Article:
Aid agencies are still unable to distribute vital medical supplies in the Baba Amr area of Homs, Syria, amid accusations of executions and torture taking place in the ruins of the city.
The International Committee of the Red Cross (ICRC) said that the Syrian army was blocking access to the neighbourhood where hundreds died in four weeks of shelling by government troops.
Instead the ICRC gave out aid in neighbouring districts, where many Baba Amr residents have fled.
A spokesperson said in an emailed statement: "Teams started distributing food, blankets, hygiene kits in two districts of Al-Tawzii and Al-Insha'at in Homs city.
"These are areas close to Baba Amr which received a lot of displaced residents during the fighting. This is following our trip to the Abel village yesterday, where we distributed assistance to residents and population displaced from Baba Amr."
Yves Daccord, ICRC director-general, told Swiss Radio and Television: "at the moment we are blocked by the Syrian army and government … We hope to get in to Baba Amr today, we have to be firm and not give up."
Daccord said that freezing temperatures in the city were hampering efforts to get food and medical supplies into the area. He also described a lack of clean water, and said that fighting continued in the region.
The ICRC has pushed for a two-hour daily ceasefire in which to distribute aid, but said a plan agreed with the government had not been honoured.
Some of those fleeing from Homs have spoken of atrocities being committed in the Baba Amr neighbourhood after government soldiers forced the rebels to withdraw.
The BBC's Paul Wood was told by one woman that soldiers had cut her 12-year-old son's throat.
The woman told the BBC that 35 other men and boys had been detained and killed.
It claimed it had uncovered an "explosive manufacturing facility" and that the Syrian Petroleum Company was repairing an oil line damaged in the shelling.
However elsewhere in the country protests continued, including in the city of Idlib where video uploaded to YouTube appeared to show a large gathering of demonstrators calling on Assad to step down:
Protests were also seen in Damascus, where activists said a funeral procession was held for Intisar al-Mosaher, a mother of 4 who activists said was killed as a result of random gunfire from government troops.
Supporters of Assad held a rally near to the Russian embassy to show their support for re-elected Russian leader Vladimir Putin, whose government has refused calls to condemn the Syrian leader and vetoed UN resolutions calling for him to quit.
More recently, however, Putin indicated a shift in his position, saying that it was down to the Syrian people to choose their leader and calling on both sides to end the violence.
China, the other permanent UN security council member who also vetoed resolutions decrying the violence, has outlined its own six-point plan to defuse the situation.
They include calls to "immediately, fully and unconditionally cease all acts of violence" and "respect the independence" of the country's people in choosing their leader.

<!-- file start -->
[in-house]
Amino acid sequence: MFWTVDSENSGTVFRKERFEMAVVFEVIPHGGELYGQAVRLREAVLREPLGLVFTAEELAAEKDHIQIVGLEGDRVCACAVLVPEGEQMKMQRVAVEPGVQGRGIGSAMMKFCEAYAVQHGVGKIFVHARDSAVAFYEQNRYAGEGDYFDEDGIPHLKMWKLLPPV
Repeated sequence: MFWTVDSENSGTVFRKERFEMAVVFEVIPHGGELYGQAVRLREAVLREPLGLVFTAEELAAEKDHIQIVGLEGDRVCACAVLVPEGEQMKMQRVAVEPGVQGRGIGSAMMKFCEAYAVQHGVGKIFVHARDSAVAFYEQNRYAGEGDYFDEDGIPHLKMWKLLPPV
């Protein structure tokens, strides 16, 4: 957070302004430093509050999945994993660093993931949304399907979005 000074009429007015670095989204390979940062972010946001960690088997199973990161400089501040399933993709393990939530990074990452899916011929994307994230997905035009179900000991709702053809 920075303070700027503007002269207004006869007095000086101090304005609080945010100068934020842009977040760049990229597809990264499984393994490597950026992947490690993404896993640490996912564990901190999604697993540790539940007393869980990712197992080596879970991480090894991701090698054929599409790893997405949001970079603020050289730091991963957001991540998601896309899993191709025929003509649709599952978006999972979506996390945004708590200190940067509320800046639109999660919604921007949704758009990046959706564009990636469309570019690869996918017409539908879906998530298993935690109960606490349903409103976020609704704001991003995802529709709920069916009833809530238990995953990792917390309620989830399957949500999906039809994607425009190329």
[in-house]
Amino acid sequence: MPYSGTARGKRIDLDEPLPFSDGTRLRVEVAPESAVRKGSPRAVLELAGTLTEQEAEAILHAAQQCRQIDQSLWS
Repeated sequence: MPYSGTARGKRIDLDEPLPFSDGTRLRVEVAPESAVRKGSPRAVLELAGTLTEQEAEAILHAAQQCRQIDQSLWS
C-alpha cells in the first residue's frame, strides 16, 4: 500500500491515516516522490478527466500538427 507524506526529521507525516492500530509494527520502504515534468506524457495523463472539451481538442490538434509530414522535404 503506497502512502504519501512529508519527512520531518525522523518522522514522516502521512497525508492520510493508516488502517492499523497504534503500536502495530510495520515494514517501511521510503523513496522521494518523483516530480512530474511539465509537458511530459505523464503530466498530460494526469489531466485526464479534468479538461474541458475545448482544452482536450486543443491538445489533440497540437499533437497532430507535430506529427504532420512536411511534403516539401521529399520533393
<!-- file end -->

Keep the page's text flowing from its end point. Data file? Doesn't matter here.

Meanwhile the Syrian government said it would now allow the UN Arab League envoy Kofi Annan to travel to Damascus for talks with President Assad.
Arab League secretary-general Nabil Elaraby reportedly told Reuters: "Kofi Annan told me that Syria will receive him on 10 March and that he would arrive in Cairo on 7 March."
Also on Monday the body of a Sunday Times journalist killed in Syria arrived in Paris after being flown from Damascus on board a French plane.
The French Foreign Ministry said the body of Marie Colvin, along with that of French photographer Remi Ochlik, had arrived in the country.
Some reports have suggested Colvin's body will be repatriated to the US as early as tomorrow or Tuesday. Ochlik's body will remain in France.
Colvin and Ochlik died on 22 February after being trapped inside the besieged Baba Amr district of Homs, which has been a target of heavy military shelling.
Their deaths fuelled renewed calls for urgent international action to avert a humanitarian disaster in Syria where more than 7,500 civilians have died at the hands of brutal leader president Bashar Assad.
Photographer Paul Conroy, who was injured alongside Colvin, told reporters that working with her had been an "absolute privilege".
Speaking from his hospital bed in London, Conroy said: "Marie was a unique person. To work with her was just an absolute privilege.
"She was tenacious - one of the bravest people I know and to be quite honest, we never get the choice of how we die, but Marie died doing something she was completely passionate about."
Conroy said he feared for what would happen in Syria with no cameras or journalists there to report.
He said: "It's an attempt to massacre. It's horrifying to think that this is the part we're seeing.
"Once the cameras are gone, as they are now, God knows what's happening. Any talking now is too late."